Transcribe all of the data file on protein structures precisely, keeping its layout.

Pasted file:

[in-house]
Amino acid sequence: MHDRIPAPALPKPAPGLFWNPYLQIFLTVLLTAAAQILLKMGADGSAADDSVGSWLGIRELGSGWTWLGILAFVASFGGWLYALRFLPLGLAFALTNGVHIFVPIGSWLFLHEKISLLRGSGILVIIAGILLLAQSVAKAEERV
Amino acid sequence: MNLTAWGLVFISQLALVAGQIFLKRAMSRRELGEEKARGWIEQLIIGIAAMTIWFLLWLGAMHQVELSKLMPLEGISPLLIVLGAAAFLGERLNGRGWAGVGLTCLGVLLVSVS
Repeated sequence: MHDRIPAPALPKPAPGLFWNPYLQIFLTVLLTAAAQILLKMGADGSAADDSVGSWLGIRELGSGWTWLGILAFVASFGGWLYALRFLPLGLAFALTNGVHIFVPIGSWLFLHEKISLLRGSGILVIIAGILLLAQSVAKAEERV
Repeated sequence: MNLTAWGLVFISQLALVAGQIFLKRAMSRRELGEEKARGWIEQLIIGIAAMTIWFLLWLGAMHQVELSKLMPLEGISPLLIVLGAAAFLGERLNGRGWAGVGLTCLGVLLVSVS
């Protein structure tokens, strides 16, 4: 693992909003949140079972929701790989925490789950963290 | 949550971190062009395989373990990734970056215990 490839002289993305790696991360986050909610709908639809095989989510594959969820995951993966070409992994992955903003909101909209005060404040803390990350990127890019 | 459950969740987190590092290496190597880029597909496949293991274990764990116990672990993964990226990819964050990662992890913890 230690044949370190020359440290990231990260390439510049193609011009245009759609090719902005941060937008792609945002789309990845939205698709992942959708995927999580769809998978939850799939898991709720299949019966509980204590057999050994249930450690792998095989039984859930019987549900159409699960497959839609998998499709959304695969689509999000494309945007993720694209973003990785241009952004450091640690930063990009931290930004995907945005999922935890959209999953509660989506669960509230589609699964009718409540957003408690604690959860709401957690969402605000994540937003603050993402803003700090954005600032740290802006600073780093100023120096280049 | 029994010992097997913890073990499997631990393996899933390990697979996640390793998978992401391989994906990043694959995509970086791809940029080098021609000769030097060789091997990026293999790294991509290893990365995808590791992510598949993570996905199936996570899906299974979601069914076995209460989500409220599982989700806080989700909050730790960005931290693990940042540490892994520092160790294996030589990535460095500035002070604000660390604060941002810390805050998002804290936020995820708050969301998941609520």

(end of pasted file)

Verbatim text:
[in-house]
Amino acid sequence: MHDRIPAPALPKPAPGLFWNPYLQIFLTVLLTAAAQILLKMGADGSAADDSVGSWLGIRELGSGWTWLGILAFVASFGGWLYALRFLPLGLAFALTNGVHIFVPIGSWLFLHEKISLLRGSGILVIIAGILLLAQSVAKAEERV
Amino acid sequence: MNLTAWGLVFISQLALVAGQIFLKRAMSRRELGEEKARGWIEQLIIGIAAMTIWFLLWLGAMHQVELSKLMPLEGISPLLIVLGAAAFLGERLNGRGWAGVGLTCLGVLLVSVS
Repeated sequence: MHDRIPAPALPKPAPGLFWNPYLQIFLTVLLTAAAQILLKMGADGSAADDSVGSWLGIRELGSGWTWLGILAFVASFGGWLYALRFLPLGLAFALTNGVHIFVPIGSWLFLHEKISLLRGSGILVIIAGILLLAQSVAKAEERV
Repeated sequence: MNLTAWGLVFISQLALVAGQIFLKRAMSRRELGEEKARGWIEQLIIGIAAMTIWFLLWLGAMHQVELSKLMPLEGISPLLIVLGAAAFLGERLNGRGWAGVGLTCLGVLLVSVS
């Protein structure tokens, strides 16, 4: 693992909003949140079972929701790989925490789950963290 | 949550971190062009395989373990990734970056215990 490839002289993305790696991360986050909610709908639809095989989510594959969820995951993966070409992994992955903003909101909209005060404040803390990350990127890019 | 459950969740987190590092290496190597880029597909496949293991274990764990116990672990993964990226990819964050990662992890913890 230690044949370190020359440290990231990260390439510049193609011009245009759609090719902005941060937008792609945002789309990845939205698709992942959708995927999580769809998978939850799939898991709720299949019966509980204590057999050994249930450690792998095989039984859930019987549900159409699960497959839609998998499709959304695969689509999000494309945007993720694209973003990785241009952004450091640690930063990009931290930004995907945005999922935890959209999953509660989506669960509230589609699964009718409540957003408690604690959860709401957690969402605000994540937003603050993402803003700090954005600032740290802006600073780093100023120096280049 | 029994010992097997913890073990499997631990393996899933390990697979996640390793998978992401391989994906990043694959995509970086791809940029080098021609000769030097060789091997990026293999790294991509290893990365995808590791992510598949993570996905199936996570899906299974979601069914076995209460989500409220599982989700806080989700909050730790960005931290693990940042540490892994520092160790294996030589990535460095500035002070604000660390604060941002810390805050998002804290936020995820708050969301998941609520």